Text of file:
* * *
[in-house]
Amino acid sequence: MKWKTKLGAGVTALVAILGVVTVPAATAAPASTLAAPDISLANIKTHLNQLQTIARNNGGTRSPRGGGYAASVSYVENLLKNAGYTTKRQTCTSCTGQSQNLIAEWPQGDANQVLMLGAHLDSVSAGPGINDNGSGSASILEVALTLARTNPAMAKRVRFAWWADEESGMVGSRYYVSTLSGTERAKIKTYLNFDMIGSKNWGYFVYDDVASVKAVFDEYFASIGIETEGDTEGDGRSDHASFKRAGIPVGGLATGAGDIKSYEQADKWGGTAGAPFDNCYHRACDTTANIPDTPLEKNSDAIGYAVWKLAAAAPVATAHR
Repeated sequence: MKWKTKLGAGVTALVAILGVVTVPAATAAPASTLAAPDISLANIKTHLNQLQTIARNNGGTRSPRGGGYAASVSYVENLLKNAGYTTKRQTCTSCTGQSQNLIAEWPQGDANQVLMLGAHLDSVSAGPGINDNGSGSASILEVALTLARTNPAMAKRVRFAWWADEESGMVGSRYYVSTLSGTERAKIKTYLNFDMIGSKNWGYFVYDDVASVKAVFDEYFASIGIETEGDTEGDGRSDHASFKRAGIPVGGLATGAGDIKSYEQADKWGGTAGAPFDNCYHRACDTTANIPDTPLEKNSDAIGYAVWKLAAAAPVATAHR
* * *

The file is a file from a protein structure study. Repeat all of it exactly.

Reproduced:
[in-house]
Amino acid sequence: MKWKTKLGAGVTALVAILGVVTVPAATAAPASTLAAPDISLANIKTHLNQLQTIARNNGGTRSPRGGGYAASVSYVENLLKNAGYTTKRQTCTSCTGQSQNLIAEWPQGDANQVLMLGAHLDSVSAGPGINDNGSGSASILEVALTLARTNPAMAKRVRFAWWADEESGMVGSRYYVSTLSGTERAKIKTYLNFDMIGSKNWGYFVYDDVASVKAVFDEYFASIGIETEGDTEGDGRSDHASFKRAGIPVGGLATGAGDIKSYEQADKWGGTAGAPFDNCYHRACDTTANIPDTPLEKNSDAIGYAVWKLAAAAPVATAHR
Repeated sequence: MKWKTKLGAGVTALVAILGVVTVPAATAAPASTLAAPDISLANIKTHLNQLQTIARNNGGTRSPRGGGYAASVSYVENLLKNAGYTTKRQTCTSCTGQSQNLIAEWPQGDANQVLMLGAHLDSVSAGPGINDNGSGSASILEVALTLARTNPAMAKRVRFAWWADEESGMVGSRYYVSTLSGTERAKIKTYLNFDMIGSKNWGYFVYDDVASVKAVFDEYFASIGIETEGDTEGDGRSDHASFKRAGIPVGGLATGAGDIKSYEQADKWGGTAGAPFDNCYHRACDTTANIPDTPLEKNSDAIGYAVWKLAAAAPVATAHR